Our photograph today which shows the beginnings of the construction of St Mary’s College was taken in 1911.
The solemn blessing of the new finished building took place on August 25, 1912. An immense crowd assembled on the natural terrace in front of the college and surrounding grounds as High Mass was celebrated in front of the main door of the building.
The final fitting of the school had taken place during that summer and by the time the first students arrived on August 26, most of the staff had been appointed and reflected a mixed team of clergy and laity. The subjects taught were Latin, Greek, mathematics, English, French, science, history, and geography. Irish was not on the curriculum for the first few years. The number of boarders totalled 60 by the end of the first term, and there were 17 day boys. On August 27, the first scholarship examinations were held, “to discern what was our degree of intelligence and in what grade we should be placed — Preparatory, Junior, Middle or Senior, as the grades were then known. And then classes started in the normal way (on the 28th ) as if the place had existed for twenty years”.
The gymnasium was built adjacent to the school in 1914, and four years later the external grotto was added. Being a diocesan college, the Catholic ethos was very important to the school.
The grounds were in very bad shape; so much so that on a few occasions, blasting sent stones in through the windows of the main study hall. “Our games activities were hybrid, we started off with soccer and then switched to Gaelic and had a few games before Christmas. After Christmas we switched again — to rugby on this occasion! We were none the less patriotic for all this switching, Galway was then a garrison town”. Handball was a favourite game and a double alley was built behind the main building.
The granite bedrock made the laying of pitches very difficult, but finally, in the spring of 1929, the senior pitch was levelled at a cost of £600. More than 11,000 tons of clay and rubble had to be carted into the site. Almost all the stones and other filling material came from the then proposed site for the new cathedral, the former Shambles Barracks on Bridge Street.
Cultural activities played an important part in student life, a long tradition of drama productions began in March 1919 when the first plays in the college went on stage. In 1921, the school’s literary and debating society held its first meeting and another tradition was born. Proficiency in music was promoted from the beginning.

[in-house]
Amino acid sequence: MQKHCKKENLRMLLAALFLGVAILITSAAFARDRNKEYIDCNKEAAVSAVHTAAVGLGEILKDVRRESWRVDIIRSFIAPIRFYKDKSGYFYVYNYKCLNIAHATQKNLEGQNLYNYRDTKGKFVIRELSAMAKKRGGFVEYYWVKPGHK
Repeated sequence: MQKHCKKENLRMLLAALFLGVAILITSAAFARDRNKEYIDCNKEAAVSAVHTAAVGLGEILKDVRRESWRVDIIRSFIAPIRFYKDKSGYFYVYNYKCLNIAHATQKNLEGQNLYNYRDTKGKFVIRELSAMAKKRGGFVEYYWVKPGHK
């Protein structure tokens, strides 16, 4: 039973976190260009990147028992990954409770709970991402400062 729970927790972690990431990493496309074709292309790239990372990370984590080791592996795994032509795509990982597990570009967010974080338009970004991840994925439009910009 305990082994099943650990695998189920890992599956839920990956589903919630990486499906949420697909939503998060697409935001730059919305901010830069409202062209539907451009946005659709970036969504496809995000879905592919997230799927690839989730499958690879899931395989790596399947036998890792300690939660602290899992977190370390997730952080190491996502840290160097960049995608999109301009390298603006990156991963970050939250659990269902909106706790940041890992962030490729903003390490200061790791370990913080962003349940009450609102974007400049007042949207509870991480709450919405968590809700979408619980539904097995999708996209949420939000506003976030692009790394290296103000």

The school has undergone many changes since it opened.
The first major building extension started in 1939 and another took place from 1956-58. A new pitch was built in 1962/63. In the last 50 years Coláiste Mhuire has continued to evolve, to improve its facilities, to vary its curriculum, and to cater for many different kinds of sport. A new chapel was built as well as a gymnasium, study hall, and classrooms. New pitches were created, a ball alley erected, and tennis courts constructed.
Graduates of ‘Mary’s’ have distinguished themselves in commerce, in education, in the Church, and in sport at home and abroad. This major Galway institution has just marked its first 100 years with the publication of St Mary’s College, Galway, Centenary 1912-2012. This impressive book is a real celebration of the achievements, the staff, the pupils, the colourful characters, the victories and the disappointments which had such a formative influence and helped mould and improve thousands of lives over the years. It was compiled by Peadar O’Dowd and is lavishly illustrated. It is a must for every past pupil of the school, but it also of great general interest. Very highly recommended at €25 in good bookshops.
Finally, I would like to thank all those people who supplied me with suggestions, information, or photographs during the year. It would not be possible without you. Bliain nua faoi shéin is faoi mhaise daoibh ar fad.